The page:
I Am Another You

2017

Documentary

116
IMDb Rating 7.1 10 313

Synopsis


Downloaded times
December 26, 2019

Director

Cast

720p.BLU 1080p.BLU
722.82 MB
1280*720
English
NR
23.976 fps
80 min
P/S N/A / N/A
1.28 GB
1920×1080
English
NR
23.976 fps
80 min
P/S N/A / N/A

Movie Reviews

Reviewed by chandranamaskartherapeut 6 / 10 / 10

Scam artist alert!

Before watching this documentary film, I read comments and observations from other viewers on and several other review only sites. So many reviews talked about the "beauty" of this film. A few spoke of hidden mental illness. However, no one mentioned how truly disturbing and ungrateful this "Dylan" is. He isn't free, nor is he the smiling, chilled out, hippy, street guy that the viewer first meets. As the film progresses we see how his "choice" to live on the streets in supposed "freedom" is an excuse to get drunk and receive countless handouts from people who fall for his initial guise of caring for humanity and living a life that is free to choose. One particularly disturbing example is when he throws away a bag (actually, he chucks it into the street!) of bagels because they prevent him in obtaining further cash from begging. He also lies quite a bit, whenever it suits him. The longer I watched, the more disgusted I became. This film made me angry. It's a film about someone who has a mental illness, it's called self-centered laziness. Dylan is not an idealist; he is a scam artist.

Reviewed by JustCuriosity 8 / 10 / 10

A Beautiful Profile of the Struggles of a Homeless Man

I am Another You was extremely well-received at Austin's SXSW Film Festival. It is a daring attempt by a Chinese director to explore the nature of homelessness in America by spending time traveling and living on the street with a homeless young man named Dylan Olsen. She actually spends a few weeks living with Dylan on the streets which is an amazing act of artistic commitment. The film takes a really interesting and somewhat unexpected path to explore the trials and tribulations of homelessness. I want give away the story arc. I will say the film was really touching to me, because I Dylan reminds me of college friend who also ended up homeless for similar reasons. Director Nanfu Wang has done a beautiful job of presenting the story of homelessness through microcosm of one man's story. Sadly, we have all learned to dehumanize the homeless just so that we don't start crying each time we see a human being sleeping in the dust on street. This film gives us a chance to gain a better understanding of why people live on the streets. Dylan can help us personify and comprehend a larger problem. I hope this film is gains distribution so that more people are able to share Dylan's story. Additionally, I hope the film is used in schools to educate young people about the experience of homelessness. The level of homelessness in this country is a disgrace and addressing that problem requires educating the public about the underlying issues like mental illness and addiction that are interconnected with homelessness.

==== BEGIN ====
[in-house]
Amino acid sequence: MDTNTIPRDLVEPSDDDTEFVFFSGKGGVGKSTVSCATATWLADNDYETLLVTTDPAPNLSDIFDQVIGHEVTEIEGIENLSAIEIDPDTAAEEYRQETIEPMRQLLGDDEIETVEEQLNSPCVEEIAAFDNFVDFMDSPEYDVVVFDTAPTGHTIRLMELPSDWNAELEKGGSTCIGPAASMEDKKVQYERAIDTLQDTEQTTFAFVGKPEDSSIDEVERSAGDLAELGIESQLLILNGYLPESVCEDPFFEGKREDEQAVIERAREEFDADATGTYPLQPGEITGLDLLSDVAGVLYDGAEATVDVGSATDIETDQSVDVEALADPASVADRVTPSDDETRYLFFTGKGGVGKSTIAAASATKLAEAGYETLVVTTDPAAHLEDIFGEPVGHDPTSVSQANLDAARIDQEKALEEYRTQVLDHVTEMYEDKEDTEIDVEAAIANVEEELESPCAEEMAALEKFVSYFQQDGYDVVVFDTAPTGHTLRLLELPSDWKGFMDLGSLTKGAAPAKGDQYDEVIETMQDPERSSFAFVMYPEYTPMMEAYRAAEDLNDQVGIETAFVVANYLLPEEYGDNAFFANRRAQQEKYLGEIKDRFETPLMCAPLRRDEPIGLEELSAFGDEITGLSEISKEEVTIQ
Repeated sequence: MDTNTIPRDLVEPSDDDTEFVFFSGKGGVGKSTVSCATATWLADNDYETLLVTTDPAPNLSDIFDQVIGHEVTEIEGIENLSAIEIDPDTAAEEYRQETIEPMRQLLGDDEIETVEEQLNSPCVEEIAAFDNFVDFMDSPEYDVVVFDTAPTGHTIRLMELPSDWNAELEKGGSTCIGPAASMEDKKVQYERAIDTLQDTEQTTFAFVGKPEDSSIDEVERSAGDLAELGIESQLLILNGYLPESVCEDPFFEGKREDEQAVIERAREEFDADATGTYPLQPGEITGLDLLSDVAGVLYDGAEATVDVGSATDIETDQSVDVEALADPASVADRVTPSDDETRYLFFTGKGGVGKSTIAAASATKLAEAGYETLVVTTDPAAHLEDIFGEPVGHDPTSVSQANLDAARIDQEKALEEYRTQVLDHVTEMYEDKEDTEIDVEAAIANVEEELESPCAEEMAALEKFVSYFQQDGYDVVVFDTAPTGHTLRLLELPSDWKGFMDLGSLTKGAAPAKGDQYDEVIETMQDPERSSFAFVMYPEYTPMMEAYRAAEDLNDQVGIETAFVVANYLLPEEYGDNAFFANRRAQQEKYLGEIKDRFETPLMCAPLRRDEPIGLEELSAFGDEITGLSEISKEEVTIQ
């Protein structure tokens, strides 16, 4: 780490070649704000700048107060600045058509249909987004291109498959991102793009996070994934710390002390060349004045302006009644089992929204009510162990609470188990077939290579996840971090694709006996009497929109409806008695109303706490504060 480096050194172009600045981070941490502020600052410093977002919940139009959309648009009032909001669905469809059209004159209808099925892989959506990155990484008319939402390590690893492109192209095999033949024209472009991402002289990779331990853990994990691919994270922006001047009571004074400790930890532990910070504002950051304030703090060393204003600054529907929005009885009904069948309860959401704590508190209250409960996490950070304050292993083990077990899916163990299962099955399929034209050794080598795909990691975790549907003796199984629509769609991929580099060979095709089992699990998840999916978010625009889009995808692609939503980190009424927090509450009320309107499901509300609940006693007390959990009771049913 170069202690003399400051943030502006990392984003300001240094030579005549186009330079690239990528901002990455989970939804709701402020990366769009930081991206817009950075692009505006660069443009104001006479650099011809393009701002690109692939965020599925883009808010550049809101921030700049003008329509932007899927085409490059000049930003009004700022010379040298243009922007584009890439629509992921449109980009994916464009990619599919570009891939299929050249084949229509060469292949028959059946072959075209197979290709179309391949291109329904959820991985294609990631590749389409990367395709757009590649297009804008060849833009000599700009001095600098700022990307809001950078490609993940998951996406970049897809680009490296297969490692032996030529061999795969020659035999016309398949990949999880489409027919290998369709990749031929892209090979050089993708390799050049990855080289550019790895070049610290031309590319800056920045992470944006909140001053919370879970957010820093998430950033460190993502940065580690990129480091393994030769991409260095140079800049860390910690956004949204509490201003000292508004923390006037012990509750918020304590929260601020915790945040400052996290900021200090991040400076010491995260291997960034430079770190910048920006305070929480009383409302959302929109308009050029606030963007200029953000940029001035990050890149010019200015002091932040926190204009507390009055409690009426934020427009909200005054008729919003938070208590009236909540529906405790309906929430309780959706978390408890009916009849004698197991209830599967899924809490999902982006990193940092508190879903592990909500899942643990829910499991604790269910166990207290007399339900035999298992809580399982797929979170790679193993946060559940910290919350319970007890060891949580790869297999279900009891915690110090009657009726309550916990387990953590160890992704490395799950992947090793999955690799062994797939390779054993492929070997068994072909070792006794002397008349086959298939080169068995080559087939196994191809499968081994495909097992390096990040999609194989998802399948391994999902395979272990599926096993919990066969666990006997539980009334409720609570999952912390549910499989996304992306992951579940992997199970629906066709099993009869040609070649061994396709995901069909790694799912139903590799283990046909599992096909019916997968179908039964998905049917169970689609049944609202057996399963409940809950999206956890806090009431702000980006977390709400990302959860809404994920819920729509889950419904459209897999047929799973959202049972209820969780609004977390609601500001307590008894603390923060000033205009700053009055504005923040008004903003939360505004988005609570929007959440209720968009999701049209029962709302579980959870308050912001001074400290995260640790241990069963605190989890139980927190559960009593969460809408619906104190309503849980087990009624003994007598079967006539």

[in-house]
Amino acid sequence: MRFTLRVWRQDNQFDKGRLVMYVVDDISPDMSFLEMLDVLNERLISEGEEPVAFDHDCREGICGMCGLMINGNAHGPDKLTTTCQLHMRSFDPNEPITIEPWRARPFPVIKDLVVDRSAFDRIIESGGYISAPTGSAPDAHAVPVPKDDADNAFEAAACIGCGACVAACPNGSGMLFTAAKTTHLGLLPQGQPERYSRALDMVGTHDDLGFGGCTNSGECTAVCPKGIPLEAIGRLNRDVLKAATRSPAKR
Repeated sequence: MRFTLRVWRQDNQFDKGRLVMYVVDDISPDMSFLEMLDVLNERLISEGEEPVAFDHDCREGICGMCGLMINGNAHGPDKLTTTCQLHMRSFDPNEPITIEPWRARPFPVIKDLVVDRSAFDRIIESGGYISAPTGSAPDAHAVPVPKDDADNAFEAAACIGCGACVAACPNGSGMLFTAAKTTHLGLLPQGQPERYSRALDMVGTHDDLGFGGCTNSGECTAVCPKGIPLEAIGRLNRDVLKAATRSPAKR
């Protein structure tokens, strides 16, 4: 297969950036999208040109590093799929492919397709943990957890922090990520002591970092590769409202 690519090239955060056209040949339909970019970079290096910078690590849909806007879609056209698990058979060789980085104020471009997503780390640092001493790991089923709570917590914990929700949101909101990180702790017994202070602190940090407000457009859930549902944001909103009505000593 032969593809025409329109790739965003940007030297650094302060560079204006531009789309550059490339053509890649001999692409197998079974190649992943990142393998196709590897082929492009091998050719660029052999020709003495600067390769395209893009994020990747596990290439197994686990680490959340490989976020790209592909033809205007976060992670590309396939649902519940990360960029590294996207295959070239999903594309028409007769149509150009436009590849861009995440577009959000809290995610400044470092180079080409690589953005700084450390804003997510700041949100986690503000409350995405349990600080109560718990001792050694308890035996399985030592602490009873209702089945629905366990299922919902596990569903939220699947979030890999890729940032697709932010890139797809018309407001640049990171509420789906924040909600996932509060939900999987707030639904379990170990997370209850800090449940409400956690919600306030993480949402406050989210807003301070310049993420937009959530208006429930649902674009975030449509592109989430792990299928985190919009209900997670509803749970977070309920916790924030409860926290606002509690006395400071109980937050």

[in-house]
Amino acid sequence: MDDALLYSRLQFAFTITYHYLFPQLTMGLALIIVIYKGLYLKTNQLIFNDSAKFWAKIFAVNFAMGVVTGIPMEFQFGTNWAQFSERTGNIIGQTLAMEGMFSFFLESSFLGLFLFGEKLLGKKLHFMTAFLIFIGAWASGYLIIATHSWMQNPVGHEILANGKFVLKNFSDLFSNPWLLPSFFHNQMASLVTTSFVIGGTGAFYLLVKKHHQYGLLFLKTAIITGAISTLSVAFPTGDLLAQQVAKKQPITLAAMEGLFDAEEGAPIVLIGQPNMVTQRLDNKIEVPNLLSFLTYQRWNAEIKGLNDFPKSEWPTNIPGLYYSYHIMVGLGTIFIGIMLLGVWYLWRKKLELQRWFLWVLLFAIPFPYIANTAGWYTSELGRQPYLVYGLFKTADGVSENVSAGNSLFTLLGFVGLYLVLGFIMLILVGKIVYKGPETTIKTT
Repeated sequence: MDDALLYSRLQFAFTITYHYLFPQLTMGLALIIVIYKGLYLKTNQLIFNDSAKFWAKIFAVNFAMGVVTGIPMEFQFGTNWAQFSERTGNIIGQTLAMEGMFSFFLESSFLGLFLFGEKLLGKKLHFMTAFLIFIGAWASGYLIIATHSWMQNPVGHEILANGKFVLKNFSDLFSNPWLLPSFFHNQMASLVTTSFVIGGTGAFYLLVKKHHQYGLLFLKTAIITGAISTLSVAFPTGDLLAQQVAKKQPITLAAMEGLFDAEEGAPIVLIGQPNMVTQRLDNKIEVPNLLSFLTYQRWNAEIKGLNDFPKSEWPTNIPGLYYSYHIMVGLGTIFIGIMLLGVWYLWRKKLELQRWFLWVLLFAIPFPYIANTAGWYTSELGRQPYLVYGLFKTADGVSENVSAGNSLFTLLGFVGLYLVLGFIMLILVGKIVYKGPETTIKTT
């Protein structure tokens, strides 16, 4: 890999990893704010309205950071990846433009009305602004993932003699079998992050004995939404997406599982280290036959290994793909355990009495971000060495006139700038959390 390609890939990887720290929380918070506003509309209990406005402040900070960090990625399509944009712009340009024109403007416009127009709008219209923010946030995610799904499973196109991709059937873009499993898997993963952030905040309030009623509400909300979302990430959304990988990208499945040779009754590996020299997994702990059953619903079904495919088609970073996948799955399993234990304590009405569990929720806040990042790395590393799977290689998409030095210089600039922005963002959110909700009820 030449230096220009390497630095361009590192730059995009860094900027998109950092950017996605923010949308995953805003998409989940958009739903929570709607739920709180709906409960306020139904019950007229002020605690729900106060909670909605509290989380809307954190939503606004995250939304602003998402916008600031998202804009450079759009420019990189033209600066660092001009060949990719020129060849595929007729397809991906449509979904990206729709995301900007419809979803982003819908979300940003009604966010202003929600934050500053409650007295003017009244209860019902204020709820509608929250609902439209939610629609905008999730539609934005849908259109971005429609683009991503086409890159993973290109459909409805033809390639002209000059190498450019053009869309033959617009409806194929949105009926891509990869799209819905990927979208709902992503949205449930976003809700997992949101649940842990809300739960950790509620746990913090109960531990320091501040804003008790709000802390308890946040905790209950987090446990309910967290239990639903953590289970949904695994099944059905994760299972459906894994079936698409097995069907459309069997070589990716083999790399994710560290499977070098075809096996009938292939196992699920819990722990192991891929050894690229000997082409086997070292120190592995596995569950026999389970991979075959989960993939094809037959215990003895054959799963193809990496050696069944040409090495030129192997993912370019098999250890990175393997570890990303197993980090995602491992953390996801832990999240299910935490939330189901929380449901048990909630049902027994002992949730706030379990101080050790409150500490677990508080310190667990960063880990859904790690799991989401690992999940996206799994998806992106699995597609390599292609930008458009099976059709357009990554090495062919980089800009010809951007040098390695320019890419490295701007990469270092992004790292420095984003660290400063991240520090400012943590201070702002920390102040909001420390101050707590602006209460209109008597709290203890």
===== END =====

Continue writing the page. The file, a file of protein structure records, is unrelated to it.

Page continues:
Reviewed by westsideschl 8 / 10 / 10

Safer?

I was taken by our female Chinese documentarian when she said she, " felt safer sleeping on the streets of the U.S. than traveling in China ... making a film about Chinese human rights." She films a homeless young white adult male to view his life on the streets of Florida. To some degree we see his alcohol abuse as well as some other hidden personal issues (some from an authoritarian Utah LDS background; some from how he uses people). Fortunately a warm weather state, a young female Asian photographer, and our subject's use of his Northern European looks to garner attention makes their lifestyle & filming sympathetically easier. The complexity of a person's state of mind makes analysis difficult, but from my experience his mindset is common amongst the homeless. Perhaps over hundreds of thousands of years of human social bonding evolution the outliers who could not adapt (perhaps for biological reasons) to put the restrictions & obligations of "we" before the "me" were shunned, and found comfort in a more solitary existence/niche or w/others of a similar makeup

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